|Genres:||Strategy / Turn-Based Strategy|
|Release Date:||October 24, 2003|
After a long, strange journey that saw it change publishers, developers, and names during the course of its development, UFO: Aftermath arrives as a spiritual, if not literal, successor to the legendary X-COM series of turn-based games. Considering that the first developer of Aftermath made the original X-COM, and that the UK name for X-COM was UFO: Enemy Unknown, this new game has a lot of legacy to live up to. That it comes up short isn’t too much of a shock; if anything, the fact it holds up as well as it does is perhaps the bigger surprise.
It shares the same basic structure as X-COM: The earth is under attack by aliens, and it’s up to you to head up an organization created to send the critters back to their home planet. From a globe-level view, you research your enemy and develop new technologies, manage bases, and outfit your troops. You eventually send them all over the world to take on the alien menace, and actual combat takes place on small maps. You have full control over individual troops in these tactical battles—they have no AI whatsoever, which proves problematic (how about just returning fire, or ducking?).
The original ran in pausable real-time at the global level, but switched to pure turn-based mode in combat. Aftermath keeps it consistent throughout, which may sound like a disastrous decision but is, in reality, only a partial misstep. The turn-based combat of X-COM was intense because your movement points had to be doled out so judiciously; you had to leave some in order to be able to return fire if an alien moved into your field-of-view. With the real-time system, you plot out your movement while paused, then hit “play” and wait for things to happen. Certain events (optionally) trigger the game to pause—a member of your team reaches the end of his or her movement, or you run into a bad guy, to use two examples—but there’s less tension and dread because in real-time, because there’s just less time to think about those awful aliens.
Out of the box, Aftermath is incredibly buggy, but a patch addressed its most egregious problems. Once patched, it’s easy to feel a certain amount of fondness for Aftermath. It really is a modern update for X-COM. The tactical combat is exciting, it’s almost ludicrously challenging, and the atmosphere sucks you in. But then it starts to fall apart. The aliens have essentially destroyed the world, meaning the urban battles all take place in empty, nearly-destroyed cities that are very dull-looking and repetitive.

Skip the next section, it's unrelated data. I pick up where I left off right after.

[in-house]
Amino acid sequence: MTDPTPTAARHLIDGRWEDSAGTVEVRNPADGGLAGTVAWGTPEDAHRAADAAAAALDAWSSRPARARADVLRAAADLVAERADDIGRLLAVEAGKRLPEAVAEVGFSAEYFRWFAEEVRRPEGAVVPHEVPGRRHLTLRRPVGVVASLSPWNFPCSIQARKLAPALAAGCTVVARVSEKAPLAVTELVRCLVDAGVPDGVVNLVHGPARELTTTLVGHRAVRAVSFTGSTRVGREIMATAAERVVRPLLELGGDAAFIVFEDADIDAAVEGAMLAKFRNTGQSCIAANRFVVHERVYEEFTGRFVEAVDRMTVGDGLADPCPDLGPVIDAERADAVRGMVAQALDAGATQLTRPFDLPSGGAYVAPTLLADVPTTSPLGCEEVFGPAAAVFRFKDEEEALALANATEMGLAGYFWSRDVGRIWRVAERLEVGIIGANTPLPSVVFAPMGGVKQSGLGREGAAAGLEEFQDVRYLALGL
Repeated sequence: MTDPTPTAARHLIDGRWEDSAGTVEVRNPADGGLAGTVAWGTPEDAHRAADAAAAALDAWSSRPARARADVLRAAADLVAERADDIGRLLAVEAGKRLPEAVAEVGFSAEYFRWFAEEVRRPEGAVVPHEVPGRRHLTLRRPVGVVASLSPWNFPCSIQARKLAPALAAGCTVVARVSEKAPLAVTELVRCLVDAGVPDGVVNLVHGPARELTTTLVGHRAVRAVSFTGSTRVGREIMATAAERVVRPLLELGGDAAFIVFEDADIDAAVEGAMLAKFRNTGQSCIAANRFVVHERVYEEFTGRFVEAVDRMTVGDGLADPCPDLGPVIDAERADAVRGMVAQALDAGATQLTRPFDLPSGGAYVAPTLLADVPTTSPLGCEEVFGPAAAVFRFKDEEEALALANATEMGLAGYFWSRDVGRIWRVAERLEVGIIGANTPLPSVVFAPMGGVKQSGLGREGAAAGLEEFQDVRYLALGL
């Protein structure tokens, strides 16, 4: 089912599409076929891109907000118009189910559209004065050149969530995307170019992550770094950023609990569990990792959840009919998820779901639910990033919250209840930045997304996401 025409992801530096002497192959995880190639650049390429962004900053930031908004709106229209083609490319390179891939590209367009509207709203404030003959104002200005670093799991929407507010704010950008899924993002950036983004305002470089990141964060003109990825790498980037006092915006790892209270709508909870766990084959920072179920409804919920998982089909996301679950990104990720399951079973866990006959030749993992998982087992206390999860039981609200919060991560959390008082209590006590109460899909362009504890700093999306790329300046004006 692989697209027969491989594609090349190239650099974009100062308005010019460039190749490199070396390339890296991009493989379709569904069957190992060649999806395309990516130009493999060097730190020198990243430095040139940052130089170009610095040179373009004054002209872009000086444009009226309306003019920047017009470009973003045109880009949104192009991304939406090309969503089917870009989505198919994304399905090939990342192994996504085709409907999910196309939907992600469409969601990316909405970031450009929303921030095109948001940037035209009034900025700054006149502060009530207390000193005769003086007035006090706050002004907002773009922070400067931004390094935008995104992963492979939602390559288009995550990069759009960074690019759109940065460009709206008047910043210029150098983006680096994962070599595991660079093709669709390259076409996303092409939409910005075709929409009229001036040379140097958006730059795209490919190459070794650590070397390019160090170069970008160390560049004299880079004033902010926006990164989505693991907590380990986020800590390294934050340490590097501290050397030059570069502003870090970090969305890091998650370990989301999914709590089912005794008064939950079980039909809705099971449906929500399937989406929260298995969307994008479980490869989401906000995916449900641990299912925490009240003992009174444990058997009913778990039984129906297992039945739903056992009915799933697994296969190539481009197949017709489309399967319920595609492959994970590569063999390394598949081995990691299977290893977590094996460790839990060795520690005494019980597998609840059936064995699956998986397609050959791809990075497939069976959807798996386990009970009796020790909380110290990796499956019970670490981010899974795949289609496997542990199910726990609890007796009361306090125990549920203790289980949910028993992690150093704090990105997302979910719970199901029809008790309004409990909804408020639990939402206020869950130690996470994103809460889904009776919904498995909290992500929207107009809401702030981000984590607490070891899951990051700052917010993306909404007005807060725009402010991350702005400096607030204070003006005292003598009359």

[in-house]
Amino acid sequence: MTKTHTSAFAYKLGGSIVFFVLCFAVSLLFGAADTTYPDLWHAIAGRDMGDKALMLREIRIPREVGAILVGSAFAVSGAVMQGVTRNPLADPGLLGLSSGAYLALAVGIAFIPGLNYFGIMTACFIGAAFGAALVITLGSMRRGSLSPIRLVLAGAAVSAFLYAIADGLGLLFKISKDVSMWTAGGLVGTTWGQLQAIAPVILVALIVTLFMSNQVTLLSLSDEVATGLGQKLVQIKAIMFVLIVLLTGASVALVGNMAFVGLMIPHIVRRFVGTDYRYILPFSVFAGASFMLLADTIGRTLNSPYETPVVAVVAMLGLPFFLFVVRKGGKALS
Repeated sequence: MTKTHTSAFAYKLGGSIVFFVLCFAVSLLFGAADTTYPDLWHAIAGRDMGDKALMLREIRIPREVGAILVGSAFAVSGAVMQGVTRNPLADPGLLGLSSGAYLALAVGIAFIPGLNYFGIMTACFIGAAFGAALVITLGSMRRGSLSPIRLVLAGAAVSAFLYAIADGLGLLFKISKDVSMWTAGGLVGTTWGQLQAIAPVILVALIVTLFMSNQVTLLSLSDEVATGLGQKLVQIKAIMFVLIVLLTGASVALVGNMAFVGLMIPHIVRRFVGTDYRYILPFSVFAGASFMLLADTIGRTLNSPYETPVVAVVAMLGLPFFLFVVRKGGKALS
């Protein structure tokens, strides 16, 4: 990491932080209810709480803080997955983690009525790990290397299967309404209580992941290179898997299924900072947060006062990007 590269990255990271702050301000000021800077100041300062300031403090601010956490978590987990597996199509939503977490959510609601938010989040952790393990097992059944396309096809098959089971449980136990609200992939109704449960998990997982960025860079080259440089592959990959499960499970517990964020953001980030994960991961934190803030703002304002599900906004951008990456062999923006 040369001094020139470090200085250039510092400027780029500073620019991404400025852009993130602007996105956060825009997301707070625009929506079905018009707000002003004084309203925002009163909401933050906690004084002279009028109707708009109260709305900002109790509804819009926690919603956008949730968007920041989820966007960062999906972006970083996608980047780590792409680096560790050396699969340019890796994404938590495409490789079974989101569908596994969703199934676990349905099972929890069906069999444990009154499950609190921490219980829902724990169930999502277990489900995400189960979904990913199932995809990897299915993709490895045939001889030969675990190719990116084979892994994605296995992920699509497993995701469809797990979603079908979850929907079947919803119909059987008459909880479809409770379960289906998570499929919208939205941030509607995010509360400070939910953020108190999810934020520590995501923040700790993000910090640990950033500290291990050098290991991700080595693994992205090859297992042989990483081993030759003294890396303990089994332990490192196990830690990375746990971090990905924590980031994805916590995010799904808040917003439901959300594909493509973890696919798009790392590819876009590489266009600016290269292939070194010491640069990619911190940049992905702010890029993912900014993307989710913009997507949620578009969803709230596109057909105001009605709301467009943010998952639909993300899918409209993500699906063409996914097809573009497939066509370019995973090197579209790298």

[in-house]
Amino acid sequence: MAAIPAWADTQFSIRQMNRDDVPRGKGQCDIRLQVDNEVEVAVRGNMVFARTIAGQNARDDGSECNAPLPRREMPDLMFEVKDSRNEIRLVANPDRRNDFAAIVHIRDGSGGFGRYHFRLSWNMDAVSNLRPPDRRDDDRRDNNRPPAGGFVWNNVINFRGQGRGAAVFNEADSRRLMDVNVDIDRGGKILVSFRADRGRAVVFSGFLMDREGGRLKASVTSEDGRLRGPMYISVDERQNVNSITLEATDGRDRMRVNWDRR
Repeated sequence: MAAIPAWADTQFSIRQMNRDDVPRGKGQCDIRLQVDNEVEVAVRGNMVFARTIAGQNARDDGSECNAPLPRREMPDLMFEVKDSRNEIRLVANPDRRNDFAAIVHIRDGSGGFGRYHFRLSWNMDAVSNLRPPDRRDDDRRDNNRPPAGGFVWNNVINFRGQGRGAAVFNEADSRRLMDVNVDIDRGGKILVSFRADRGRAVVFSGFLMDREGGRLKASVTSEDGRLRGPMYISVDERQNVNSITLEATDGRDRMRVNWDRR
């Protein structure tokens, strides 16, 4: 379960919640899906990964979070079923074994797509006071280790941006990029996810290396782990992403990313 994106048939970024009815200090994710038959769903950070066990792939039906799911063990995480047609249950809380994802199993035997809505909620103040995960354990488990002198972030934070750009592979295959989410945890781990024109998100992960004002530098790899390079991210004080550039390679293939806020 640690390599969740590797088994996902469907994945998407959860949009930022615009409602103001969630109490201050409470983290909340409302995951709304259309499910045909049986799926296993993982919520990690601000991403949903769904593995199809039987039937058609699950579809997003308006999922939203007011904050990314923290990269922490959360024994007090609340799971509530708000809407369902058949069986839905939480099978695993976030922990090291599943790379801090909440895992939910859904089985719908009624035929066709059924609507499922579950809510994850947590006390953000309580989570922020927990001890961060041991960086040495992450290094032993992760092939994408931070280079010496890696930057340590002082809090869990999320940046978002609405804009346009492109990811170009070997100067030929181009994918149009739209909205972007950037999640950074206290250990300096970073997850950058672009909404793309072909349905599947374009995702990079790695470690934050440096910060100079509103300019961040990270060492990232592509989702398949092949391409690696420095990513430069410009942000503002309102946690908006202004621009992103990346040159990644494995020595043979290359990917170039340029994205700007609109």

The missions are generic and repetitive, moving from being merely hard to nearly impossible once you head toward the second half of the game. There’s less environmental damage modeling than there was in the original—you can blow up the occasional car or wall, but what about taking out the walls of a downed alien ship?—and cover for your troops seems more theoretical than usable (aliens often hide behind things, but it seems like their weapons work through any object). And the aliens are a really uninteresting bunch – such as alien crabs and gelatinous goo.
The interface doesn’t really take advantage of more modern, mouse-driven control. The inventory interface is a disaster, and there are no pop-up, context sensitive menus during combat. Instead, it’s the same inscrutable icons and keyboard shortcuts that made the original less than easy to learn. The 3D only adds an annoying sense of, “Which camera angle should I really be viewing this from?” It doesn’t zoom out far enough to get a sense of overall strategy, and particularly in some of the interiors, it just creates situations where you can’t actually see where you’re going. The combat takes place on a flat, 2D plane. There’s no real elevation to speak of and no multi-story structures to enter, eliminating a lot of potential tactics.
In fact, if this wasn’t named UFO, or if it didn’t have the legacy of X-COM, it would be easier to overlook some of the changes. But because of its legacy, Aftermath becomes kind of a “nice try” kind of game; it is, at times, worthy of being an X-COM successor. Unfortunately, it can’t quite live up to said legacy.
System Requirements: Pentium IV 2.2 GHz, 512 MB RAM, 2.2 GB HDD, 64 MB Video, WinXP